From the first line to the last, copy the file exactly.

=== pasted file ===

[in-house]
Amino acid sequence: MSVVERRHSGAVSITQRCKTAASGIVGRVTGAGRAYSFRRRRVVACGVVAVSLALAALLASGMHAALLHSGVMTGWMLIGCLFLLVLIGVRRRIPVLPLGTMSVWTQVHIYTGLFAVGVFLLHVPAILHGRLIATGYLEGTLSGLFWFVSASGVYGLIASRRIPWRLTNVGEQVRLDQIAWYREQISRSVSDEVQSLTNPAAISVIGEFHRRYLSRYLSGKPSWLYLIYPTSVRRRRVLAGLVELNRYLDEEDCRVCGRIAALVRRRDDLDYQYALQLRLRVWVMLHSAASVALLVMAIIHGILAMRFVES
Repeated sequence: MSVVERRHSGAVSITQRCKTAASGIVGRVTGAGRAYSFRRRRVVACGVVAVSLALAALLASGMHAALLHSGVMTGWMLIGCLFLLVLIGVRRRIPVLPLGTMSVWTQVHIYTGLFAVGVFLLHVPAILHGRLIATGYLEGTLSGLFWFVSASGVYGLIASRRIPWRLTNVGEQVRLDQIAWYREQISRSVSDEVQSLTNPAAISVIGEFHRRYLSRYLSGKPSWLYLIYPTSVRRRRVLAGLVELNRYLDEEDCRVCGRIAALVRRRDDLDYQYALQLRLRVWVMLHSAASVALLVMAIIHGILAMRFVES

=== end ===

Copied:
[in-house]
Amino acid sequence: MSVVERRHSGAVSITQRCKTAASGIVGRVTGAGRAYSFRRRRVVACGVVAVSLALAALLASGMHAALLHSGVMTGWMLIGCLFLLVLIGVRRRIPVLPLGTMSVWTQVHIYTGLFAVGVFLLHVPAILHGRLIATGYLEGTLSGLFWFVSASGVYGLIASRRIPWRLTNVGEQVRLDQIAWYREQISRSVSDEVQSLTNPAAISVIGEFHRRYLSRYLSGKPSWLYLIYPTSVRRRRVLAGLVELNRYLDEEDCRVCGRIAALVRRRDDLDYQYALQLRLRVWVMLHSAASVALLVMAIIHGILAMRFVES
Repeated sequence: MSVVERRHSGAVSITQRCKTAASGIVGRVTGAGRAYSFRRRRVVACGVVAVSLALAALLASGMHAALLHSGVMTGWMLIGCLFLLVLIGVRRRIPVLPLGTMSVWTQVHIYTGLFAVGVFLLHVPAILHGRLIATGYLEGTLSGLFWFVSASGVYGLIASRRIPWRLTNVGEQVRLDQIAWYREQISRSVSDEVQSLTNPAAISVIGEFHRRYLSRYLSGKPSWLYLIYPTSVRRRRVLAGLVELNRYLDEEDCRVCGRIAALVRRRDDLDYQYALQLRLRVWVMLHSAASVALLVMAIIHGILAMRFVES